“It sucks because we didn’t get the medal we wanted,” Cooper said. “We went there with the best team and we still got the bronze. But its shows we could wake up, not give up and find it in us to play for third because no one wants to play for that. We put a hurt on (Sweden) because they are the team that put us in that position.”

Team USA’s quest for a fourth straight gold medal was denied following a few setbacks. Cooper said the first setback, which he considered the most crippling, was a 1-0 loss to Sweden in the preliminary round.

Sweden scored with six seconds left in the game beating Force goaltender and North Dakota commit Zane Gothberg. The loss resulted in the U.S. playing three consecutive games, which Cooper said took its toll.

The U.S. ultimately rebounded by crushing Sweden 4-0 in the third place game and Gothberg got the shutout.

“We had that one loss to Sweden and if we had the bye we wouldn’t have to play Canada West (which beat the U.S. 4-2 in the championship round) and we would have had the day off,” Cooper said. “It may not sound like a lot but its more rest and your body doesn’t get beat up. Having those three days in a row really wears you out compared to playing two.”

Cooper said he believed the U.S. team, which included players such as Penticton’s Mario Lucia (Notre Dame/Wild) and Green Bay duo Andy Welinski (Minnesota-Duluth/Anaheim) and Jordan Schmaltz (North Dakota), had the best talent but the “odds were stacked against us” when it came to playing Russia along with Canada East and Canada West.

Coming up short, to a degree, has become a familiar theme for Cooper this season given the Force’s current slide.

The Force, who are seventh in the eight-team Western Conference, have lost nine of their last 10 games with the lone win coming against the Lincoln Stars nearly two weeks ago.

Fargo hosts Lincoln this weekend and it could pay off to have Cooper and Gothberg return to the team.

Gothberg, who was 1-1 with a 0.50 goals against average in the tournament, could help a defense, which has given up 17 goals during his four-game absence away from the team.

As for Cooper, he finished the tournament with three points – all assists – in five games.

“I can take from my experience that the hockey wasn’t better there but it was a lot faster,” Cooper said. “For Goth, he can probably see more pucks a little slower. Hopefully it also means there are more opportunities for me to get the puck quicker to the forwards. Nothing negative comes out of us coming back.”

Cooper said despite the third-place finish, there were other positives to take from his experience with Team USA.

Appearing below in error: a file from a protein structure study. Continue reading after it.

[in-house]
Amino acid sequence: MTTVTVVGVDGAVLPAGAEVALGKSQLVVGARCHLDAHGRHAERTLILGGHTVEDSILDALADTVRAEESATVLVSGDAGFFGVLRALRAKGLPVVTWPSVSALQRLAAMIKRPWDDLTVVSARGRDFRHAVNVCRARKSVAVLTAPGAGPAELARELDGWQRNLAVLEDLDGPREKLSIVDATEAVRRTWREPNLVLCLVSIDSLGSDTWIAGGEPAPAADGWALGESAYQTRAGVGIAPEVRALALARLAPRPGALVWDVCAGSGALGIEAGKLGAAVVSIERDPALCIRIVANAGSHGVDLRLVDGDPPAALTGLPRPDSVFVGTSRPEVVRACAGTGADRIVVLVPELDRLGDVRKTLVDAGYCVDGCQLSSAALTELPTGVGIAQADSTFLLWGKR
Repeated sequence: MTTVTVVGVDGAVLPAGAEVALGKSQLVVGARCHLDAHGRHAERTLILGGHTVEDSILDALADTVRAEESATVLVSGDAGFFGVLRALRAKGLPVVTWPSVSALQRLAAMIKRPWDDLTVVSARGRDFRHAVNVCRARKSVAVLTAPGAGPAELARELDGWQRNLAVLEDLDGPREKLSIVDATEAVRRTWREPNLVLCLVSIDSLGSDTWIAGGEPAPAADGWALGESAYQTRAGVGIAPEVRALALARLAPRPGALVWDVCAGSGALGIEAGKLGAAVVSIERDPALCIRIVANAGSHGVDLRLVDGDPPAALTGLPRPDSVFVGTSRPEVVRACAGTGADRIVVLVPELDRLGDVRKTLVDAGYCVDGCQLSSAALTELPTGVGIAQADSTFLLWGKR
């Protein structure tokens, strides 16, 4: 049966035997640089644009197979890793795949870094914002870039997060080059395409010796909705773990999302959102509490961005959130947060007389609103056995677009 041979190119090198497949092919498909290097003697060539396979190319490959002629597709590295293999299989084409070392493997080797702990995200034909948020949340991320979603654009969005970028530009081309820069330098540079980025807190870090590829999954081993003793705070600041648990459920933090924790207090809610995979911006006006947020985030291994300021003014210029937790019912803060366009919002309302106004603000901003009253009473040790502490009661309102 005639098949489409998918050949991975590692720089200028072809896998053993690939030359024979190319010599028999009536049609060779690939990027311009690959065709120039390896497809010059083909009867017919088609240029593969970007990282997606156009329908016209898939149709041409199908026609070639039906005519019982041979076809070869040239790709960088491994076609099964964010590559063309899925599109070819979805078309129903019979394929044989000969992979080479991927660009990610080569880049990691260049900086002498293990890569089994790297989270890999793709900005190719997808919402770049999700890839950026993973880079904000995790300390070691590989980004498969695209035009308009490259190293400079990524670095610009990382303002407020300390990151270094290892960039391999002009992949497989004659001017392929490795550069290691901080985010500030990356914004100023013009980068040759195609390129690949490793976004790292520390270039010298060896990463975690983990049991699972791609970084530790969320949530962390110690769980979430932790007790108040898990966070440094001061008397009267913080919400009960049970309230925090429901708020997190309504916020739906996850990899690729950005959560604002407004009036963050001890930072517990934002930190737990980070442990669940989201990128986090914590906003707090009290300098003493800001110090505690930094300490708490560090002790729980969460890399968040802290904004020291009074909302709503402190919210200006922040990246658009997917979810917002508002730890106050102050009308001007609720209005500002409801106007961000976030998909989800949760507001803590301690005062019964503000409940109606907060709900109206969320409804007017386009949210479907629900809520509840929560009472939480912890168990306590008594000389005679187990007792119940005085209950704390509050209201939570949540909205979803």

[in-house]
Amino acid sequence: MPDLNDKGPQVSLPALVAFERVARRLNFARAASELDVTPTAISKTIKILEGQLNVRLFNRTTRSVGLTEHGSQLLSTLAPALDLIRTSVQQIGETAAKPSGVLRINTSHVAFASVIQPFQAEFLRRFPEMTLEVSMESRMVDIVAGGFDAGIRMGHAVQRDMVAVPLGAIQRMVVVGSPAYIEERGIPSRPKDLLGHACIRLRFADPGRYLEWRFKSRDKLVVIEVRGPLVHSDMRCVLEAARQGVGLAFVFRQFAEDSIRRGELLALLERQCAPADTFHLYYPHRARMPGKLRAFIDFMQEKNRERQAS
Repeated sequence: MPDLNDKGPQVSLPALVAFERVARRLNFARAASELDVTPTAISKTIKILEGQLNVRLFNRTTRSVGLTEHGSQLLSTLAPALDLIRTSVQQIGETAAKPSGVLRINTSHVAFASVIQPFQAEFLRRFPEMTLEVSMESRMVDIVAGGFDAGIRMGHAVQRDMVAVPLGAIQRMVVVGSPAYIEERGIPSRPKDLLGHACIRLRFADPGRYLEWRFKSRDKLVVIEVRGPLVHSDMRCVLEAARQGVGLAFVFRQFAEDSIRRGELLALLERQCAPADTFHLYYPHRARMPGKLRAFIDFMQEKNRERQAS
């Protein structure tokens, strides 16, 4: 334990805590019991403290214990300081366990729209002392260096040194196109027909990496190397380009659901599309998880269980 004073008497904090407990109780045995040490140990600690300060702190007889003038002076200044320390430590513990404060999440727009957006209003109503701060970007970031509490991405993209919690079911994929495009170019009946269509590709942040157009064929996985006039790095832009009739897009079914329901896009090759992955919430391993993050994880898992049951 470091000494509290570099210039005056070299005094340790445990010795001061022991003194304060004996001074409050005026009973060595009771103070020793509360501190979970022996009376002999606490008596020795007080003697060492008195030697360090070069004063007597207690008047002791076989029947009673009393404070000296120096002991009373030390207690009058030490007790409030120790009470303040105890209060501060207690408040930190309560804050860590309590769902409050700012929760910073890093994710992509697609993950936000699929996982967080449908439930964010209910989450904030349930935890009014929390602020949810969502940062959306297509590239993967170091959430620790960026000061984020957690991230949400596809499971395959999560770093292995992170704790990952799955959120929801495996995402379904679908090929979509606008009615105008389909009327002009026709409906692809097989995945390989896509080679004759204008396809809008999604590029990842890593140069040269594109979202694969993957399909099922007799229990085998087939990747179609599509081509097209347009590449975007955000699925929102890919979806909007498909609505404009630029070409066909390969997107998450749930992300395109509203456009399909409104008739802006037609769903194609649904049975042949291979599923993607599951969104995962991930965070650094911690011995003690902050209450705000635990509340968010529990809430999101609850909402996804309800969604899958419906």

Aside from representing his country, Cooper talked about how being named team captain was an honor because the team voted and he was the top choice.

“It was fun because it was a team-building thing,” Cooper said about choosing captains. “For those other 21 guys to think I am worthy of it was like ‘Wow.'”

Signed, Sealed, Delivered…

Criticism is nothing new for a coach such as John Marks, who has been around for quite a few years.

The way people delve out the criticism, however, that has certainly changed over time.

Marks talked about it Tuesday in response to an email sent from a fan, which was also carbon copied to the team’s assistant coaches, an email listed for team owner Ace Brandt’s company and The Forum.

“I always say if people pay their two pence, they are allowed to see the cartoons,” Marks said. “I respect people’s opinion and in some cases you might take that person’s opinion and think about it.”

The email was sent Sunday after the team’s 4-1 loss to Des Moines for the teams ninth defeat in 10 games.

Here’s what was written in the email:

“Mr. Marks,

One of your comments regarding Saturday night’s game was “we have to try to figure it out”. Let me help you: MIX UP THE LINES!
The definition of insanity “doing the same thing over and over again…and expecting different results.”

Your lines have no chemistry. Essentially you have played the exact same lines all season with poor results. You can’t expect to play your first line more than 20 minutes a game, sometimes with 1 1/2 – 2 minute shifts (this isn’t beer league) and expect them to be effective. You need to find chemistry in the correct combination of players. What’s the harm in trying? Can’t be worse. ”

Here was Marks’ response to the email.

“If the person was really in tune to our team, they would have seen that we’ve changed the lines 484 times in 14 games,” Marks said. “In the last three or four games, we’ve felt maybe we leave them alone and get continuity. As far as coming up with a great idea of changing the lines, he is way behind.”

Marks has said technology has changed the way fans have communicated with him over the years.

Years ago, if a person wanted to give Marks their opinion, they’d have to write him a letter or wait until his coach’s radio show to call in and speak their mind, he said.

Of course, things are different these days. Whether it be through email, Facebook or Twitter, fans pretty much have a variety of routes to express their feelings whether they be positive or negative.

“I will read those things. Some I might look at and say this guy has an idea or this guy does not have the right idea,” Marks said. “Just because you’ve coached some level of a game, whatever level – baseball, basketball, football or Tiddlywinks – doesn’t mean you are an authority on this game. Again, that person entitled to their opinion and I hope they keep coming to the games.”